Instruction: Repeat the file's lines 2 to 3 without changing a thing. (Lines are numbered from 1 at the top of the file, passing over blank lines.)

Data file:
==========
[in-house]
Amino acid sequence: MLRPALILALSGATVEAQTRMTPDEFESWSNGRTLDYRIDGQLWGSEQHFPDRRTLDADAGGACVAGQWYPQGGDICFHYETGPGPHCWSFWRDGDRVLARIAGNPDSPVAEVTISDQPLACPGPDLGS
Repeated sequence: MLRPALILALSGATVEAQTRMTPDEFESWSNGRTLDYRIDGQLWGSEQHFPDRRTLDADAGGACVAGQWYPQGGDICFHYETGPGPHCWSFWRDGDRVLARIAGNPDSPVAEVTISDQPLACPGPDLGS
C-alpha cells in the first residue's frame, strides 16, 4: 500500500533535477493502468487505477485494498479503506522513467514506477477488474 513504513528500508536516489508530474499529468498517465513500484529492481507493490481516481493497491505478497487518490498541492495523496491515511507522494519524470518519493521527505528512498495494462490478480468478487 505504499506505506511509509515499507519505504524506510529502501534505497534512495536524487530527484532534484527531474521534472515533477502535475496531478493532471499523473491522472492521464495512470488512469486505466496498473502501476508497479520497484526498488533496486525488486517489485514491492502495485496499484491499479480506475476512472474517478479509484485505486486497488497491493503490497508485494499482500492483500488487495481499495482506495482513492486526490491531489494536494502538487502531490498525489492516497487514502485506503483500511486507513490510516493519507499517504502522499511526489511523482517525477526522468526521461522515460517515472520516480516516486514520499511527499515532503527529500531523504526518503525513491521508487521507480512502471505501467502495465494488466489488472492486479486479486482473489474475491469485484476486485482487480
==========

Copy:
Amino acid sequence: MLRPALILALSGATVEAQTRMTPDEFESWSNGRTLDYRIDGQLWGSEQHFPDRRTLDADAGGACVAGQWYPQGGDICFHYETGPGPHCWSFWRDGDRVLARIAGNPDSPVAEVTISDQPLACPGPDLGS
Repeated sequence: MLRPALILALSGATVEAQTRMTPDEFESWSNGRTLDYRIDGQLWGSEQHFPDRRTLDADAGGACVAGQWYPQGGDICFHYETGPGPHCWSFWRDGDRVLARIAGNPDSPVAEVTISDQPLACPGPDLGS